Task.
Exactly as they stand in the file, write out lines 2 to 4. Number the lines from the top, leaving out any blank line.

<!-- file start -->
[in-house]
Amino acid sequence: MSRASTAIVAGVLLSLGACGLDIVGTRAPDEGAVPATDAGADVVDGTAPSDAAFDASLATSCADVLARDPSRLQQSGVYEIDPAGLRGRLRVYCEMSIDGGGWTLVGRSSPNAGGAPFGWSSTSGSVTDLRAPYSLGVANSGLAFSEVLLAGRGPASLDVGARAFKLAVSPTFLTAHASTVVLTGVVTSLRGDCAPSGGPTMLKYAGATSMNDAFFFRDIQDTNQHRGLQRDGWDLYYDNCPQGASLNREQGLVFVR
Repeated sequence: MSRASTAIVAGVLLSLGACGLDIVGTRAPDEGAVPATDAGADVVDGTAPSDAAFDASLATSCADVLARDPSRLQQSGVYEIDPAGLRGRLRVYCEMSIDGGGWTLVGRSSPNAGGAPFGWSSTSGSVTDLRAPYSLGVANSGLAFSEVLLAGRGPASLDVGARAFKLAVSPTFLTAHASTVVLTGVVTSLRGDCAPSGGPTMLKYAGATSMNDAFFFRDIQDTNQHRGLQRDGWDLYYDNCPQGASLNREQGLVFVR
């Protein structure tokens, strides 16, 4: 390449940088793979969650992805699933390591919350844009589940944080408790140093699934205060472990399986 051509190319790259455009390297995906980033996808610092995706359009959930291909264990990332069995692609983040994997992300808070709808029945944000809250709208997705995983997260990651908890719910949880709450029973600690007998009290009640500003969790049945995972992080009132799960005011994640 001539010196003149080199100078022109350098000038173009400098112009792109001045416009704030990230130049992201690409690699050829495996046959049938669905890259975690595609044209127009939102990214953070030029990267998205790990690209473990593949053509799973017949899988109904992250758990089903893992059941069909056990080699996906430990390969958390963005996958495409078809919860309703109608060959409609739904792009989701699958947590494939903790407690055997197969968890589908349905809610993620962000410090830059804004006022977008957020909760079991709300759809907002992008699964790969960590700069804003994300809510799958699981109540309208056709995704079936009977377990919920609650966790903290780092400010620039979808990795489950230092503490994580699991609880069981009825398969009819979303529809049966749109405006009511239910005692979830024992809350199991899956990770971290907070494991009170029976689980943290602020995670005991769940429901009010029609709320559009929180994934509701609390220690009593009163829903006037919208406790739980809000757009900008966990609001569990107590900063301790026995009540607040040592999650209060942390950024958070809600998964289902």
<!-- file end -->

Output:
Amino acid sequence: MSRASTAIVAGVLLSLGACGLDIVGTRAPDEGAVPATDAGADVVDGTAPSDAAFDASLATSCADVLARDPSRLQQSGVYEIDPAGLRGRLRVYCEMSIDGGGWTLVGRSSPNAGGAPFGWSSTSGSVTDLRAPYSLGVANSGLAFSEVLLAGRGPASLDVGARAFKLAVSPTFLTAHASTVVLTGVVTSLRGDCAPSGGPTMLKYAGATSMNDAFFFRDIQDTNQHRGLQRDGWDLYYDNCPQGASLNREQGLVFVR
Repeated sequence: MSRASTAIVAGVLLSLGACGLDIVGTRAPDEGAVPATDAGADVVDGTAPSDAAFDASLATSCADVLARDPSRLQQSGVYEIDPAGLRGRLRVYCEMSIDGGGWTLVGRSSPNAGGAPFGWSSTSGSVTDLRAPYSLGVANSGLAFSEVLLAGRGPASLDVGARAFKLAVSPTFLTAHASTVVLTGVVTSLRGDCAPSGGPTMLKYAGATSMNDAFFFRDIQDTNQHRGLQRDGWDLYYDNCPQGASLNREQGLVFVR
């Protein structure tokens, strides 16, 4: 390449940088793979969650992805699933390591919350844009589940944080408790140093699934205060472990399986 051509190319790259455009390297995906980033996808610092995706359009959930291909264990990332069995692609983040994997992300808070709808029945944000809250709208997705995983997260990651908890719910949880709450029973600690007998009290009640500003969790049945995972992080009132799960005011994640 001539010196003149080199100078022109350098000038173009400098112009792109001045416009704030990230130049992201690409690699050829495996046959049938669905890259975690595609044209127009939102990214953070030029990267998205790990690209473990593949053509799973017949899988109904992250758990089903893992059941069909056990080699996906430990390969958390963005996958495409078809919860309703109608060959409609739904792009989701699958947590494939903790407690055997197969968890589908349905809610993620962000410090830059804004006022977008957020909760079991709300759809907002992008699964790969960590700069804003994300809510799958699981109540309208056709995704079936009977377990919920609650966790903290780092400010620039979808990795489950230092503490994580699991609880069981009825398969009819979303529809049966749109405006009511239910005692979830024992809350199991899956990770971290907070494991009170029976689980943290602020995670005991769940429901009010029609709320559009929180994934509701609390220690009593009163829903006037919208406790739980809000757009900008966990609001569990107590900063301790026995009540607040040592999650209060942390950024958070809600998964289902």